ALBANY — After steadfastly refusing to call a special meeting of the Dougherty County School Board to discuss how best to deal with the school lunch fraud case of Morningside Elementary Principal Gloria Baker, Superintendent Joshua Murfree relented Friday afternoon and called a special session for 3 p.m. Wednesday.
Emails between Board members Darrel Ealum and David Maschke and Murfree, obtained via Open Records Law requests, indicated some disagreement regarding Murfree’s objections to a special session.
Baker and her husband, Chester, were booked and released Thursday from the Dougherty County Sheriff’s Office downtown on charges of making false statements to obtain free school lunches for their child.
In an email sent to Murfree at 11:46 a.m. Thursday, shortly after the Bakers turned themselves in at the judicial building, Ealum wrote: “I have received (calls) concerning Principal Gloria Baker ... I feel we should be proactive with the charges against her and we should move quickly to reach a decision by calling an Emergency Called Meeting of the Board.
“Our next scheduled meeting is 11 days away, and I feel like a lack of attention to this matter is having a negative affect on our STEP III vote on Nov. 8th. The calls I am receiving have a high tone of negativism toward the Board and toward the 1 percent sales tax. Failure to get our sales tax passed will create tremendous problems for our school system.”
At 2:24 p.m., Murfree responded: “A special called meeting is not warranted as this is a matter that we are handling at the district level. A recommendation will come from me, if so needed. This office along with the HR Department will be in touch with the PSC (Professional Standards Commission). Reflect on cases that have been even more severe than this case.”
At 2:45 p.m., Maschke weighed in with: “Please be reminded that the Board Chairman (James Bush) himself can call a Special Board Meeting or that any four members of the Board can call for a Special Board Meeting. A Special Called Meeting does not require the Superintendent’s concurrence.”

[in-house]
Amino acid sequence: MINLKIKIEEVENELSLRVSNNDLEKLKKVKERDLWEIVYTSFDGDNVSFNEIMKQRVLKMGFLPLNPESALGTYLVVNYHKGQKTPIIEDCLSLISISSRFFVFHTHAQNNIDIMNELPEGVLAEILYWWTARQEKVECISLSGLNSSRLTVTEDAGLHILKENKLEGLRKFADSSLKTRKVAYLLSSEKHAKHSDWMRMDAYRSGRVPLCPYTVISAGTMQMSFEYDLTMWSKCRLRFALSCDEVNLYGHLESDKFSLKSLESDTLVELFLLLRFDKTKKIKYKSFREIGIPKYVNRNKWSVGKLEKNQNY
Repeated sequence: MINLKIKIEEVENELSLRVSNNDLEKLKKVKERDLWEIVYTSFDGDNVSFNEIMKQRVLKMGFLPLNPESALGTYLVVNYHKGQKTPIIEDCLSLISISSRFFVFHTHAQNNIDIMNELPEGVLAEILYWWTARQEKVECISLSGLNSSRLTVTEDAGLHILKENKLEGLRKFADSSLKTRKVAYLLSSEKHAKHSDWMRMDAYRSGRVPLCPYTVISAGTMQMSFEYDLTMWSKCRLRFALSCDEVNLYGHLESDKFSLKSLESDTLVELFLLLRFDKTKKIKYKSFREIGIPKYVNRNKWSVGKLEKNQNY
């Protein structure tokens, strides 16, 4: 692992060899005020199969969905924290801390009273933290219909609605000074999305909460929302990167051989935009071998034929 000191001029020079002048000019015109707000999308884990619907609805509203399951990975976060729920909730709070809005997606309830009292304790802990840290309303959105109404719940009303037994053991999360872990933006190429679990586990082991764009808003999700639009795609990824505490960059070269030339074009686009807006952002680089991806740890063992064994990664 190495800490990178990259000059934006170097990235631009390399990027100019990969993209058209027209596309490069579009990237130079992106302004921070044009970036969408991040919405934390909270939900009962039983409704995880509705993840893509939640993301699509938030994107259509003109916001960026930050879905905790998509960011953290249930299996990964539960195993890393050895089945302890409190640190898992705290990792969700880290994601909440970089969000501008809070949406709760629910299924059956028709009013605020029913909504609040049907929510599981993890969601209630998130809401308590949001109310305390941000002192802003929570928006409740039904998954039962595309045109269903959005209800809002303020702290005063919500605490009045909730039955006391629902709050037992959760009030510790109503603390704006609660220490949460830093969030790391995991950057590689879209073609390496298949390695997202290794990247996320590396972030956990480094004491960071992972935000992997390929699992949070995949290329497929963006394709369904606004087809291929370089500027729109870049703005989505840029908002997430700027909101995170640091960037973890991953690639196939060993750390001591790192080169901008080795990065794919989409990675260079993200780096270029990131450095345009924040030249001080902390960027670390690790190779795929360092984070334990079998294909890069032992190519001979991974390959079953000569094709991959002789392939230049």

Bush was out of town today and could not be reached for comment.
After a news conference at the School Administration Building Friday Morning called to tout DCSS’s improved AYP (Annual Yearly Progress) numbers and a new robotics program at Dougherty High School, Murfree refused to answer questions in regard to Baker’s situation.
The superintendent had assured media he would take questions after a photo opportunity, but instead slipped away to his office.
DCSS Director of Public Information R.D. Harter said he would give the superintendent a list of written questions via email and respond.
The four questions submitted by The Herald are:
n What is the current status of Gloria Baker?
n Who authorizes reduced or free lunch applications?
n When do you expect to see the results of the entire investigation?
n Why isn’t the investigation and findings by the DCSS police enough for you and the board to act?
The Herald has not yet received a response.
Shortly after the news conference ended, however, Murfree sent out the following email to board members: “The investigation is still ongoing with other entities that we have not been able to meet with, etc. The investigation by the DCSS Police has been done. I have only a summary statement at the moment from DCSS. Once the entire investigation has been completely I will present to the findings to the Board, etc.”